Using a Raspberry Pi Zero, some cheap components and some custom software, you can build a data logger to track ambient temperature in your home for around £10. Track days, weeks and months worth of temperature data and display some pretty graphs via the web.
|Raspberry Pi Zero||£ 4|
|SanDisk 8GB microSDHC memory card||£ 4|
|2.54mm Header strip||£ 0.89|
|DS18B20 1-Wire temperature sensor||£ 1.45|
|1 x 4.7k Ω resistor||£ 0.10|
|Some jumper wires or otherwise recycled wires with connectors||£ 0.97|
|Data logging software||FREE|
Optional extras You might also want to consider a USB Wifi adapter (about £ 6), a case (I like the one from Switched On Components at £ 3.80) and a USB to TTL serial connection for headless setup. Something with a PL2302TA chip in it like this module or the Adafruit console cable.
Setup the Hardware
Connecting the temperature sensor to the Pi is straight forward. There a loads of tutorials on the web but you’re looking to connect the following physical pins on the Pi to the following sensor connectors.
|Physical Pi Pin||Description||DS18b20 Connector|
|1||3.3v Power||Power (red)|
|7||GPIO 4||Data (yellow)|
The other thing you’ll need to do is connect the 4.7k Ω resistor between the power and data lines. This acts as a pull-up resistor to ensure that the Pi knows that the data line starts in a “high” state. Without it, it can’t tell if it should start as high or low; it would be left floating.
Setup the Pi
Make sure you have the following line in your
/boot/config.txt. It will load the GPIO 1-wire driver and any attached temperature sensor should be automatically detected.
On the sensor itself, temperature measurements are stored in an area of memory called the “scratchpad”. If everything is connected ok, the contents of the scratchpad will be written to a file under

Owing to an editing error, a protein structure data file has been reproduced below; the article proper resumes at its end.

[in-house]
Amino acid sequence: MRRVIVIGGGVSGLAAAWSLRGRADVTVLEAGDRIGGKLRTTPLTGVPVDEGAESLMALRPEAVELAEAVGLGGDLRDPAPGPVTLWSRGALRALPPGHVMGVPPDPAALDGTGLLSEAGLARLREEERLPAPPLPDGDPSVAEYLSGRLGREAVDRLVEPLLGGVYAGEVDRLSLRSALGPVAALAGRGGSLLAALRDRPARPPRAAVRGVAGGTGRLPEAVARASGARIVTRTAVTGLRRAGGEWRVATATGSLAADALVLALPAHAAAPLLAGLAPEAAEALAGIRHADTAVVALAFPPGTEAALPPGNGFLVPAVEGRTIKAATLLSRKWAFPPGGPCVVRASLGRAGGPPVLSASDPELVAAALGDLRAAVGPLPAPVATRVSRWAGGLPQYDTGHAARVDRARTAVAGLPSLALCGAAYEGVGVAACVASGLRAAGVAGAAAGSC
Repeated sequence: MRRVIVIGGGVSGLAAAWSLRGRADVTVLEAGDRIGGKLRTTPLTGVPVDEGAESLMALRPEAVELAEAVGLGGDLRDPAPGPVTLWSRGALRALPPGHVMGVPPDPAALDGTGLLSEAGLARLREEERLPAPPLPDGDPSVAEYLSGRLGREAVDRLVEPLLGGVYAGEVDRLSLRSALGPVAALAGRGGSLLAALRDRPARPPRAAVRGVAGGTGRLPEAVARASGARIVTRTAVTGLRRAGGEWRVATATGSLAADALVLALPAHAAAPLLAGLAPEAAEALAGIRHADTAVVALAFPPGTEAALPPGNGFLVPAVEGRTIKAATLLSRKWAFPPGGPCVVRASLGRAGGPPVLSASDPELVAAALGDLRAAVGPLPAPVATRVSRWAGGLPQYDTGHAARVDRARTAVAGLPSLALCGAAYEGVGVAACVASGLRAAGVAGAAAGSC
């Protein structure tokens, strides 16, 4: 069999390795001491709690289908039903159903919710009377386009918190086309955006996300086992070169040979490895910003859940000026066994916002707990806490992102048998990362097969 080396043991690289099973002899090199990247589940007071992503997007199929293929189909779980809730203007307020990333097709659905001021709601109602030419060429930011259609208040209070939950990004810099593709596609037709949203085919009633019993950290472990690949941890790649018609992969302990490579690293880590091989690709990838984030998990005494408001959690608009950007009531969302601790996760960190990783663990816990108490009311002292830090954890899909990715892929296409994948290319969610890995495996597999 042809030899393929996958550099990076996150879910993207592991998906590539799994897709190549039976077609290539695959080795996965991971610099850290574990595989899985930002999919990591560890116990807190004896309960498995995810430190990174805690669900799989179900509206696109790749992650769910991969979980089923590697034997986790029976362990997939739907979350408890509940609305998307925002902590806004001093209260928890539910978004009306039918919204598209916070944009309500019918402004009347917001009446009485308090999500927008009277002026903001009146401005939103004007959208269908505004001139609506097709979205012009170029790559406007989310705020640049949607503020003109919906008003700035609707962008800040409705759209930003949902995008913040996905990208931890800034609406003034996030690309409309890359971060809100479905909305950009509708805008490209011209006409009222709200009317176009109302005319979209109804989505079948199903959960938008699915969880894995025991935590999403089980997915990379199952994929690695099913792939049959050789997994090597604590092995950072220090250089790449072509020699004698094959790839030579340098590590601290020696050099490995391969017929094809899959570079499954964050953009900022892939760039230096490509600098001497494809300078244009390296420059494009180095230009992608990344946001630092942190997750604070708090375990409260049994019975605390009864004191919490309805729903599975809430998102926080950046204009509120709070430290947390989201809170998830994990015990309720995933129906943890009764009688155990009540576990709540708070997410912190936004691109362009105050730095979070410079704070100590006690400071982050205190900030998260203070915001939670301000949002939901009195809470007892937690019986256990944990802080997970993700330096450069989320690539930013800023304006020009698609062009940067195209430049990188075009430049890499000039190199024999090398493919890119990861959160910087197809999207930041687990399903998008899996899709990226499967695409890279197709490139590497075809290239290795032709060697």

xxx will be a HEX number unique to your sensor). Here’s an example from my
4b 01 4b 46 7f ff 05 10 d8 : crc=d8 YES 4b 01 4b 46 7f ff 05 10 d8 t=20687
The temperature is shown as the
t value; 20.687 °C in this case. The scratchpad allows you to program the sensor as well as read temperature data from it. See the data sheet or my associated README for more details (including how to change the precision of the sensor).
Once you can see the
w1_slave file, you’re ready to install the data logging software.
Setup the Data Logging Software
There are lots of options to record the temperature data but for something a bit different, the temperature-machine software logs temperatures from multiple sensors on multiple Pi’s. It sends the data to a nominated “server” Pi and the server stores it all in a round robin database and serves up the charts via a web page.
It’s written in Scala and you’ll need the
sbt tool to build it. To setup
sbt follow these steps.
$ cd /usr/local/bin $ sudo wget https://repo.typesafe.com/typesafe/ivy-releases/org.scala-sbt/sbt-launch/0.13.13/sbt-launch.jar $ sudo chown pi sbt-launch.jar $ sudo chgrp pi sbt-launch.jar
Create a file
/usr/local/bin/sbt (change the owner and group as above) and paste the following in (take note that the max memory is set to 512 MB for the Pi Zero). Change the owner and group as above.